Kyralessa Kyralessa - 1 year ago 151
Git Question

What's the difference between `git fetch` then `git rebase`, and `git pull --rebase`?

In reading the

git pull
page, it gives this stern warning about
git pull --rebase

This is a potentially dangerous mode of operation. It rewrites history, which does not bode well when you published that history already. Do not use this option unless you have read git-rebase(1) carefully.

In the
git rebase
page, it gives a lot of description but no warning of this sort.

In addition, I've seen some people say that

git fetch
git rebase

is the same as

git pull --rebase

while others say they're slightly different.

What's the truth?

Answer Source

The rule with git is that you should never attempt to change history after it has been shared/published/pushed. You can do so, of course, if you really want to and have sufficient permissions, but it should be done with great care since it can mess other people up.

Now fortunately when you have a typical git deployment with a single upstream repository (origin) which is the source of all that is good and true in the universe, you can use git pull --rebase to your heart's content and it will be perfectly safe and in my opinion give you a much more sane (meaning linear) history. I and my team use it continuously.

However, if you start having multiple remotes and start doing git pull --rebase <arguments> so that you are no longer rebasing against the same target every time, or start pushing your branch to alternate repositories before running git pull --rebase with your primary upstream—then you can start running into troubles. Any time where you share your changes with another remote/repository and then change those changes (for values of changing equal to changing the SHA/parent/etc even if the commit message/content did not change), you can mess up the person who had the old changes.

As long as you don't fall outside the envelope of rebase sanity, git pull --rebase will be very good for you.

That, err, doesn't answer the question about the difference between git pull --rebase and git fetch && git rebase @{u} I'll just go ahead and say that I am unaware of any difference and if there is one, it is subtle enough that I have not noticed it in the years I have used git. Possibly in that the system figures out the correct repository your branch should fetch if you have multiple repositories and "origin" isn't the upstream of this branch?

And even if you do go very awry with git-rebase, you can of course recover yourself back to your original pre-rebase environment easily with git log -g and/or git reset --hard ORIG_HEAD. Just don't do force pushes (disallowed by default in almost all git servers) and you will be happy happy.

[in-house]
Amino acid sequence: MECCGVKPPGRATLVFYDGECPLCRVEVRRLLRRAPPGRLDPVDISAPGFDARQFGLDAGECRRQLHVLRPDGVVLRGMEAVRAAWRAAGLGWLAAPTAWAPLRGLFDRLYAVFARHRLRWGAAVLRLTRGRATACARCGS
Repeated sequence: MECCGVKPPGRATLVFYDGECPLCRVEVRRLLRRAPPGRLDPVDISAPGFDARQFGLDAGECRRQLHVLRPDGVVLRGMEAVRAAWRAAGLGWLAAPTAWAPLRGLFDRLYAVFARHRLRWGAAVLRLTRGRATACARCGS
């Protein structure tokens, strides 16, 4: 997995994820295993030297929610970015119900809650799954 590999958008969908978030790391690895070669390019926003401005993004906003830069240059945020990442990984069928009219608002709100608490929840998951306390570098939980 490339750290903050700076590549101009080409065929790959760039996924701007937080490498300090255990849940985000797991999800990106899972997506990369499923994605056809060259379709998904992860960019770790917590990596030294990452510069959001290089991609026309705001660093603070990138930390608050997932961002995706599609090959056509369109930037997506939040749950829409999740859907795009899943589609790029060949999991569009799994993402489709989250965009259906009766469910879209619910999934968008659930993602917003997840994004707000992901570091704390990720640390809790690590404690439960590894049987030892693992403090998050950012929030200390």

With time my understanding has expanded. git pull --rebase calls git rebase to do the rebase work, so in that sense there is no difference between them. However, git-pull actually calls git rebase --onto @{u} $(git merge-base HEAD @{u}@{1}) OK, that syntax ("@{u}@{1}") is perhaps a little opaque and is a simplification to boot, but the point is that it finds out what the merge base was to upstream BEFORE it ran the fetch command. What difference does this make, you ask? Well, in the normal case none. However, if you are changing where upstream is pointing to or if upstream itself was rebased, quite a lot. If upstream was rewritten and then you did a git rebase @{u} you could be very unhappy and could get double-commits or conflicts depending on how much the older commits were rewritten. However, with the magic behind git pull --rebase only the commits which are yours and yours alone will be applied on top of @{u}.

OK, this too is a simplification. If upstream did a rebase starting with the 100 commits ago (but there are actually 101+ commits in history) and you did a git fetch before doing a git pull --rebase then git will not be able to accurately determine what the proper historical merge-base was to figure out what your local commits are. The upshot of which is, git fetch considered harmful (when you have local commits and upstream is rewritten). However, the real rule-of-thumb is "never attempt to change history after it has been shared/published/pushed" which is where I started.

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